The gig economy is notoriously skewed towards the employer at the expense of the employee, shifting business risk onto those who can least afford it. But if it’s simply not viable to take on an employee or team full-time, that doesn’t mean the individual has to have a raw deal.
There are many reasons why an organisation may need to bring in contractors, and they’re not always just about the bottom line. Restructuring, a need for specialist expertise on a particular project, recruitment gaps and talent management are all genuine reasons for taking on temporary staff.
Regardless of the reason for short-time work, if you want your people to do a good job you have to treat them as an extended part of the team. Of course, the mechanics of the contracts will be very different to those of permanent employees, so there has to be total clarity of what that contract is and the deliverables within it, including KPIs and measurement.
Being open and honest about expectations provides a stable working environment for everyone, not just the contractor – it can be quite threatening for permanent employees to see people coming and going and can have a big impact on motivation and productivity. If the reasons for taking on extra help are transparent, it leaves no room for suspicion or misunderstanding.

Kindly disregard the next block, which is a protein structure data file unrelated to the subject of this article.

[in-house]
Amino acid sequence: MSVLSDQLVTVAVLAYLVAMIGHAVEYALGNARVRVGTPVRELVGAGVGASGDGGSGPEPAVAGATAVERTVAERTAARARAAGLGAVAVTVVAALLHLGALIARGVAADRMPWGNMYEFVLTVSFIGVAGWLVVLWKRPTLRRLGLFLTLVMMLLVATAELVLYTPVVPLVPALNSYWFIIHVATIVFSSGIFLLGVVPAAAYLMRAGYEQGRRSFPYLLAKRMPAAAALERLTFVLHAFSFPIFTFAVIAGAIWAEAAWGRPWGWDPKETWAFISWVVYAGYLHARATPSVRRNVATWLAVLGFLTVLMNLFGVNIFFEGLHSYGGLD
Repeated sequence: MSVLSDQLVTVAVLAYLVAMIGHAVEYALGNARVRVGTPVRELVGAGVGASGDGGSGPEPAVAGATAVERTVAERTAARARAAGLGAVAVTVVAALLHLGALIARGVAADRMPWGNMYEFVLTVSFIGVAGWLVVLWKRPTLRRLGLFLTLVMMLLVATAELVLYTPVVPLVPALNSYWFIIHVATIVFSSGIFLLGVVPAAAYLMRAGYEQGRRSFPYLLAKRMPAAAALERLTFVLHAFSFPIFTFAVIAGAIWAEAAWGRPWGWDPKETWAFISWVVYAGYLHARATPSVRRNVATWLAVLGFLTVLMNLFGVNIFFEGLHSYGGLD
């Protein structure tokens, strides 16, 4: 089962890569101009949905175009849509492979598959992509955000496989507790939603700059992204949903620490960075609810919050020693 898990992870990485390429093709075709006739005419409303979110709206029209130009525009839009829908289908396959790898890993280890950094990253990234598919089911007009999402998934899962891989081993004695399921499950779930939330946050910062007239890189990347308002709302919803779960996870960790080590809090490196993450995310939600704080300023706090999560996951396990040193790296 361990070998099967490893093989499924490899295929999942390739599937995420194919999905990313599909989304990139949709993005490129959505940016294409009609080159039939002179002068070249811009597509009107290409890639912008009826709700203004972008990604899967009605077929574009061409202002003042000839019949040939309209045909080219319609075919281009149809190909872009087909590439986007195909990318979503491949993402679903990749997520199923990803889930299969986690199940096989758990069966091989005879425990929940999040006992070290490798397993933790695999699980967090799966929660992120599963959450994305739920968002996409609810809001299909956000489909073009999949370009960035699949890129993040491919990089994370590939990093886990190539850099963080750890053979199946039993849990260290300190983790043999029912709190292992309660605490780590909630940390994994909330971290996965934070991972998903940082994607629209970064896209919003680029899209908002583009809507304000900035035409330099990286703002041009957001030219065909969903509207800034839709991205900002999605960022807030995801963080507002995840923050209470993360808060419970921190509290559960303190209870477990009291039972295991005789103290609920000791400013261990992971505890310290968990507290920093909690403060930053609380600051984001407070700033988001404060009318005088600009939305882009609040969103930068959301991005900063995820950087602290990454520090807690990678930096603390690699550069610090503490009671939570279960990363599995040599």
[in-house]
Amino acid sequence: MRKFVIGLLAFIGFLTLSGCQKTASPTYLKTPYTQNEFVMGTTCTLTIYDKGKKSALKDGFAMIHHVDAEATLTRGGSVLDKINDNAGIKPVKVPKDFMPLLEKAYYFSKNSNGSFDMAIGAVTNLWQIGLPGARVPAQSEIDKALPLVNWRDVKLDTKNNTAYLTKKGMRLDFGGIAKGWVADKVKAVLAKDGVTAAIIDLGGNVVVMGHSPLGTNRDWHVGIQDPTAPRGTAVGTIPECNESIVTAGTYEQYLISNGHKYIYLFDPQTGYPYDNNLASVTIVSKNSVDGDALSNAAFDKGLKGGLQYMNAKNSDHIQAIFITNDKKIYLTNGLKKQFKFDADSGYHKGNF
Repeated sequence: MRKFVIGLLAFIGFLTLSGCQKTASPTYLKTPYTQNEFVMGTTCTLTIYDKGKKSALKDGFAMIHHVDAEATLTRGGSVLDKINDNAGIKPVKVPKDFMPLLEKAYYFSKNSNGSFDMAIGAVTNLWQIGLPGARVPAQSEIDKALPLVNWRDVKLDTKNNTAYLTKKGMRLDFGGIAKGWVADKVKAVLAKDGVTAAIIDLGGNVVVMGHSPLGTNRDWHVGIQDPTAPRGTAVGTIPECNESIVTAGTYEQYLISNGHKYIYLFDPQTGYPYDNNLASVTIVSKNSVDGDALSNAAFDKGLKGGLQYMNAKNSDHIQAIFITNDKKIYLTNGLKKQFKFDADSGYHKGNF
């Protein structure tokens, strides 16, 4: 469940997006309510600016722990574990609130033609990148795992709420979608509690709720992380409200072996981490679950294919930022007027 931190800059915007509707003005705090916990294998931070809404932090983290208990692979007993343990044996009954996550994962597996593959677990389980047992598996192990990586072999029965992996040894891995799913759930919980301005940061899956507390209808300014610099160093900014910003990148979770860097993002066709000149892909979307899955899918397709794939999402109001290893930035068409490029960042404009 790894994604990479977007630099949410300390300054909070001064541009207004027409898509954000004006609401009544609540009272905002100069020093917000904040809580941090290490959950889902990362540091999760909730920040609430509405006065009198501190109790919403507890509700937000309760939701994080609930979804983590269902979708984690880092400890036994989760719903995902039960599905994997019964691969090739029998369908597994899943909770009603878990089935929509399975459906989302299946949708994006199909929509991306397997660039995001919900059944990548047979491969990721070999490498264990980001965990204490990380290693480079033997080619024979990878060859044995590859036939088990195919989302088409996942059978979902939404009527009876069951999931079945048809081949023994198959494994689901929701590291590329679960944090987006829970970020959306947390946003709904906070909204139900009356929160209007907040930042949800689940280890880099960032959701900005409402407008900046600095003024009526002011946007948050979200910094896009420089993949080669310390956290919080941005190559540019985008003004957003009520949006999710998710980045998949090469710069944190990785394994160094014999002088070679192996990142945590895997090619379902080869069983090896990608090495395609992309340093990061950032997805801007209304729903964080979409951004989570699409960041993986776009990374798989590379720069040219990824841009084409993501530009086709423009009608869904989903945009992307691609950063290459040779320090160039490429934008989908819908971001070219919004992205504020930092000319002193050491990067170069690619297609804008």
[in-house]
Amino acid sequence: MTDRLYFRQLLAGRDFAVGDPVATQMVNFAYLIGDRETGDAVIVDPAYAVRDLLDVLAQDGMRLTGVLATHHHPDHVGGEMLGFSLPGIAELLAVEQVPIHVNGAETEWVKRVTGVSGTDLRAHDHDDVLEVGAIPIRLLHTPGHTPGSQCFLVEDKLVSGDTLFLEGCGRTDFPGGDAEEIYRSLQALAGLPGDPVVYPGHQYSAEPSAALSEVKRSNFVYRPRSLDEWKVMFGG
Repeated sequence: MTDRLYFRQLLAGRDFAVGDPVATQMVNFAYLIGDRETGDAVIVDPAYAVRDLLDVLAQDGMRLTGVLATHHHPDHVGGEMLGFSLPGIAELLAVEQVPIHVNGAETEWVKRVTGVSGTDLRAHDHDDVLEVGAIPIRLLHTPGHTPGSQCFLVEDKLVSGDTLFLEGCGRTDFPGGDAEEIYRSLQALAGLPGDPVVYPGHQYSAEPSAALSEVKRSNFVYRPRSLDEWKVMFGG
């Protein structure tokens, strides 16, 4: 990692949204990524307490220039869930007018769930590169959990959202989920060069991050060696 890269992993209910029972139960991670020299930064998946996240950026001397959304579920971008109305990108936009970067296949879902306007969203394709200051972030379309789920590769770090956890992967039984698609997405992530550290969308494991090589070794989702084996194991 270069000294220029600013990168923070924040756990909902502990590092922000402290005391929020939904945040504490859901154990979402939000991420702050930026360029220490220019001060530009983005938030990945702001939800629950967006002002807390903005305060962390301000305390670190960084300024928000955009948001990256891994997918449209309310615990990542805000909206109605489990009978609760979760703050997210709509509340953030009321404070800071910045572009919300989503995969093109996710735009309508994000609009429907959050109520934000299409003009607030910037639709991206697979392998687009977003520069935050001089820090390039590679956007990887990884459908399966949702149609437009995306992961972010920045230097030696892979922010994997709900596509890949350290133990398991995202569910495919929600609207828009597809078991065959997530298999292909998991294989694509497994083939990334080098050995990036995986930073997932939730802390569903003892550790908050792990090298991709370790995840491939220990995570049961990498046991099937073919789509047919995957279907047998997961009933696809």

When everyone is clear about what’s expected of them, the short-time workers should be treated as part of the extended workforce rather than outsiders. They should be invited to social gatherings, involved in meetings and have their opinions taken into account. This doesn’t just ensure people remain engaged, it provides extra insight internally from someone with a wider perspective.
Within the workplace, contractors should be factored into the equation when it comes to hot desking, remote working and any other logistical requirements. It’s also really important to make sure temporary staff have access to resources such as password-protected printers and other hardware, with the security clearance they need to be able to swipe in and out.
There’s nothing that says ‘us and them’ more than having to wait outside in the rain to be buzzed into a building, or asking around the office if someone can print an essential document needed for a client meeting. This means extra work for HR and the security teams in granting and revoking access, but it’s essential to avoid low morale.With a little consideration and some forward planning, contractors can be valuable assets without feeling left out in the cold.